Rome, Italy. 17 July 2023. Hamadi Ag Mohamed Abba, agro-pastoralist from Mali, and member of the CSIPM data working group, delivered the following message at the launch of the second round of CFS negotiations on the Policy Recommendations on Data Collection and Analysis Tools for Food Security and Nutrition.
Opening remarks by Hamadi Ag Mohamed Abba
Mr. Chairman, my name is Hamadi Ag Mohamed Abba,
My name is Hamadi Ag Mohamed Abba, agro-pastoralist from Mali (West Africa) and member of the Civil Society and Indigenous Peoples Mechanism (CSIPM).
The CSIPM, which brings together civil society and Indigenous Peoples' organizations from five regions of the world, following its participation since the beginning, in this round of negotiations on the Policy Recommendations on Data Collection and Analysis Tools for Food Security and Nutrition, is pleased to participate once again at this stage of July 2023.
We recognize the complexity of data-related issues and digitization, which represents a major challenge for all actors in this round of negotiations on data for food security and nutrition (FSN data).
For the CSIPM, it is important to respect the participatory and inclusive working procedures of the CFS, which requires patience and transparency at a time when the use of digital technologies, while facilitating data collection and analysis for some players, is a challenge for other players in disadvantaged regions to be able to fully participate in this task of collecting, processing, analyzing and using data for food security and nutrition.
Without this, actors from marginalized and vulnerable social groups, such as Indigenous Peoples, small-scale food producers, women, and young people, will not be able to assume a role in this data work, even though they are the holders of information on food security and nutrition.
Indeed, the risks and benefits of the collection and use of FSN data are not always clear and may change over time, as the expansion of digital technologies into our food systems will result in the loss of agency and autonomy for Indigenous Peoples and small-scale food producers, and will have immense repercussions for people and their environment.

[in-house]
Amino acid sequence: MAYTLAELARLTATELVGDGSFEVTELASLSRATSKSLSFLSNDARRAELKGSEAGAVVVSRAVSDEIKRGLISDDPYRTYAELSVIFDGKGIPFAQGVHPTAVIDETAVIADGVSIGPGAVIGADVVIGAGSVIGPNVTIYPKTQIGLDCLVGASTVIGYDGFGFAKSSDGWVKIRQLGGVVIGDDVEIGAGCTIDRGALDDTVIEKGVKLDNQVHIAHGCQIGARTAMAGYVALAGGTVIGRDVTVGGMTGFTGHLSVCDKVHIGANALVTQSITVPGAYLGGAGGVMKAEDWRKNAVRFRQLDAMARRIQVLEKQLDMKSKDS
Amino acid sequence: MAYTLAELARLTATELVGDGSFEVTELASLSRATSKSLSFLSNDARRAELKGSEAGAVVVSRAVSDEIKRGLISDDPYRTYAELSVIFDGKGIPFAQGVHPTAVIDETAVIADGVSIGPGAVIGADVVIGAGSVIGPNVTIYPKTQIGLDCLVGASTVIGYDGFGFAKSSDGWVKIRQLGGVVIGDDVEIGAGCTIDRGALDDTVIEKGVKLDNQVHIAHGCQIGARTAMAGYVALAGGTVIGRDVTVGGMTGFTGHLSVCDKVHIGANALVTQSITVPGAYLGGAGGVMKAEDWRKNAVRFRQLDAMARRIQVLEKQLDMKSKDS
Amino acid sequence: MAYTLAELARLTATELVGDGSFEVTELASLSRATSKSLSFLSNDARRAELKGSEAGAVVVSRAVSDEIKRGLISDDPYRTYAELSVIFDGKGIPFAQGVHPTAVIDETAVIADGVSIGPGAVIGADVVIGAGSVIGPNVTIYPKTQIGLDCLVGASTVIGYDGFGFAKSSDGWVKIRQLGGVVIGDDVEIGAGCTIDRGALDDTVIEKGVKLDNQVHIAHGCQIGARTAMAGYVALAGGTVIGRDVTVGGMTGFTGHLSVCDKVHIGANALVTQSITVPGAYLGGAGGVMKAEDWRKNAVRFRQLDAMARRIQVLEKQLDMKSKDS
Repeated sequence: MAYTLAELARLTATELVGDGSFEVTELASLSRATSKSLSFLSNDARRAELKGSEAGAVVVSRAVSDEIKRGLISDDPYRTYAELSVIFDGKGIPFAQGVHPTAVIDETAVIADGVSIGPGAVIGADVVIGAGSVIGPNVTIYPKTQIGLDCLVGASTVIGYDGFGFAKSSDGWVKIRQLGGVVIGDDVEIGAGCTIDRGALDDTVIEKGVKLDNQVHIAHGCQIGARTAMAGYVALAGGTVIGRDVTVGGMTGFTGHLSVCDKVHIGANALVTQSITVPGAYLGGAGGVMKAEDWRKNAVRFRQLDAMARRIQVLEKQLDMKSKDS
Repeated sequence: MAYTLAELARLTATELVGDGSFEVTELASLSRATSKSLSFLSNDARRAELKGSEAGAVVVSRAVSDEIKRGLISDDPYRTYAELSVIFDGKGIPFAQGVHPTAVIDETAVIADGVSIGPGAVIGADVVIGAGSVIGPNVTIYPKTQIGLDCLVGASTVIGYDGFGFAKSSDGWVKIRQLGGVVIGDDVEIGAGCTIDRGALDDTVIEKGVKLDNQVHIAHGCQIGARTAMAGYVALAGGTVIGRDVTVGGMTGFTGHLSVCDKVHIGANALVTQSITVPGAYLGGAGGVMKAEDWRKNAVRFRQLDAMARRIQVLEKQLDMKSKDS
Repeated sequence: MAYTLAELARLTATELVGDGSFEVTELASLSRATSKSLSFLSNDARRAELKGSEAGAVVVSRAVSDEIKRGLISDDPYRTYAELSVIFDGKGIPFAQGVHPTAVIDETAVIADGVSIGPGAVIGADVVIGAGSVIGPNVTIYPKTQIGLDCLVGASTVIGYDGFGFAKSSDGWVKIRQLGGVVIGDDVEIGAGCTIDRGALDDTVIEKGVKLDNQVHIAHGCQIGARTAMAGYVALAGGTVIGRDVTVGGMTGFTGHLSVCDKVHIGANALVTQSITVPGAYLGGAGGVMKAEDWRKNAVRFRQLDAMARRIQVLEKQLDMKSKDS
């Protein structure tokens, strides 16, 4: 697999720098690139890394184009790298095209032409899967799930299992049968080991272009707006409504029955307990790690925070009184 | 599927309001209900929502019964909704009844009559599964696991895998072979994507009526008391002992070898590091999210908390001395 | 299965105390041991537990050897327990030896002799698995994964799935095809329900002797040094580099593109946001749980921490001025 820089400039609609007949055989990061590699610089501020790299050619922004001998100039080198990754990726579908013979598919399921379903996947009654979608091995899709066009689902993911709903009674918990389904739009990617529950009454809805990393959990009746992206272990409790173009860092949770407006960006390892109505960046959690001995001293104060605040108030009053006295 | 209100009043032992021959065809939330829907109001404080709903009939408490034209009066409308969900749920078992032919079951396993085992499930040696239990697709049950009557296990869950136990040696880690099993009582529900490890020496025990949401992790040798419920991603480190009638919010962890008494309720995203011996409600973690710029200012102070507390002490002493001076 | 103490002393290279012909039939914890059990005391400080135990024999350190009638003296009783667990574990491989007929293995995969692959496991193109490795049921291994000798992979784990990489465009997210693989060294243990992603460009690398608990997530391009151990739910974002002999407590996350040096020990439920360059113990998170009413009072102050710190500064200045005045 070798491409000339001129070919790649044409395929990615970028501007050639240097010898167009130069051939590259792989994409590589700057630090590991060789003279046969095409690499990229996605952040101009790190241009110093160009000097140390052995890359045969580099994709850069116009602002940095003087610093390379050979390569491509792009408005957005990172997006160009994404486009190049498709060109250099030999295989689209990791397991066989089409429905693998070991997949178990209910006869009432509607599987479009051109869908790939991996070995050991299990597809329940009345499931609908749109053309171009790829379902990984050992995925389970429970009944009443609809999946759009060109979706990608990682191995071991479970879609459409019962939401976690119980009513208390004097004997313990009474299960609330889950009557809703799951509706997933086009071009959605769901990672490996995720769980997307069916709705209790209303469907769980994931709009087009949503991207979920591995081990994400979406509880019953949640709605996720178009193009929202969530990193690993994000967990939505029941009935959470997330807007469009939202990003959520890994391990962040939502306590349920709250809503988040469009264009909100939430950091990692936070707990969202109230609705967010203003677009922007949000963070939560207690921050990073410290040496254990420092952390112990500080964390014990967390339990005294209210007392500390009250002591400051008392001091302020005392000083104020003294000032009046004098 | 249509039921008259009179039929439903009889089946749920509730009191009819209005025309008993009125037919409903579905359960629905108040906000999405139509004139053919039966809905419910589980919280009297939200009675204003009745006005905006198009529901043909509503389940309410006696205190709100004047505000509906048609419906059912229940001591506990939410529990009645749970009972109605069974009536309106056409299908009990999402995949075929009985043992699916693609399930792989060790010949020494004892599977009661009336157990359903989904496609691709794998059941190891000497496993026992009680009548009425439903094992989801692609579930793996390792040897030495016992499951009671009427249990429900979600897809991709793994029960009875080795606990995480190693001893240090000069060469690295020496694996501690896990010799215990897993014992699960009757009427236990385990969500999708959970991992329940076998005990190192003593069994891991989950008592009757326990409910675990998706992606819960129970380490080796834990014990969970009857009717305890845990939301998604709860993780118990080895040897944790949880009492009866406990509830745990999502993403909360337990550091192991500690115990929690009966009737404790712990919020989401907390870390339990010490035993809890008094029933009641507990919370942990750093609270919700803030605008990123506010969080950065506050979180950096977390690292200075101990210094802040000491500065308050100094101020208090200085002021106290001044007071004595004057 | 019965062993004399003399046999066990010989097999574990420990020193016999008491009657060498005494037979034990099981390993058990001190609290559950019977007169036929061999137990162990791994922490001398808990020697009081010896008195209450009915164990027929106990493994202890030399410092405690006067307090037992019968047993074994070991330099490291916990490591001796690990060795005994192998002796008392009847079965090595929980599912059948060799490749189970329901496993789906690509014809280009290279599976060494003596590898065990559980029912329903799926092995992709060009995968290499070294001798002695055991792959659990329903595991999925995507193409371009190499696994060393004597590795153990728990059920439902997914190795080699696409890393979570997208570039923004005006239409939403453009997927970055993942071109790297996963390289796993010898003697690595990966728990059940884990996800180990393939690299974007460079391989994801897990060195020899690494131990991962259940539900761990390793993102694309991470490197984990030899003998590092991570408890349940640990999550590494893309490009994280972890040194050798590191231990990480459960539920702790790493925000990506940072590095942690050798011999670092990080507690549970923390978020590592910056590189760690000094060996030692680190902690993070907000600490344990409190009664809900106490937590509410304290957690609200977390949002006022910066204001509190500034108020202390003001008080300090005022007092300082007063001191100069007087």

The CSIPM remains committed to a participatory and inclusive approach to the collection, processing, analysis, and use of data for food security and nutrition while making the link between Local Development and Human Rights (LD&HR).
To avoid discrimination and inequality, and to ensure that these policy recommendations have the desired impact on decision-making in food security and nutrition, and remain relevant in the light of advances in new technologies, States must have the time and capacity to debate, discuss and analyze this text, in order to adopt an appropriate instrument for a data governance system.
This is in line with international human rights instruments such as the Universal Declaration of Human Rights (UDHR), the International Covenant on Economic, Social and Cultural Rights (ICESCR), the International Covenant on Civil and Political Rights (ICCPR), the United Nations Declaration on the Rights of Indigenous Peoples (UNDRIP) and the United Nations Declaration on the Rights of Peasants and Other People Working in Rural Areas (UNDROP), among others.
The importance of data and its value as an aid to decision-making needs no further demonstration, especially in the development of visions and strategic axes for work, research, and project action in all areas of activity.
Only data governance for food security and nutrition based on a human rights approach will ensure the availability of high-quality, timely and relevant qualitative and quantitative data that improves food security and nutrition and contribute to the progressive realization of the right to healthy and sustainable food.
It is important to point out that more and more data is being collected by private companies, a small number of whom now hold oligopolistic control over data and accumulate the economic benefits derived from its use. This poses a threat to human rights and risks undermining the sovereignty of States over data. This reality underlines the importance of developing governance frameworks that regulate corporate activities with regard to the collection, storage, analysis, and use of data, and ensure that their use contributes to the realisation of the right to food, rather than to the creation of profits for corporations, which in many cases have not even produced the data in question. In this context, it is particularly important to protect the rights of small-scale food producers and Indigenous Peoples over the data they produce, and their knowledge and innovation systems.
The text under negotiation will have to be finalised in the time it takes while respecting the commitments of States including, among others, the implementation of programmes that promote the achievement of the Sustainable Development Goals (SDGs) by Horizon 2030.
The CSIPM with its member organisations reassures you of its commitment and will do its utmost to support the efforts of the CFS in this exercise in order to provide guidance to States on this important issue.
I wish you all the success for this round of negotiations on data from 17 to 21 July 2023.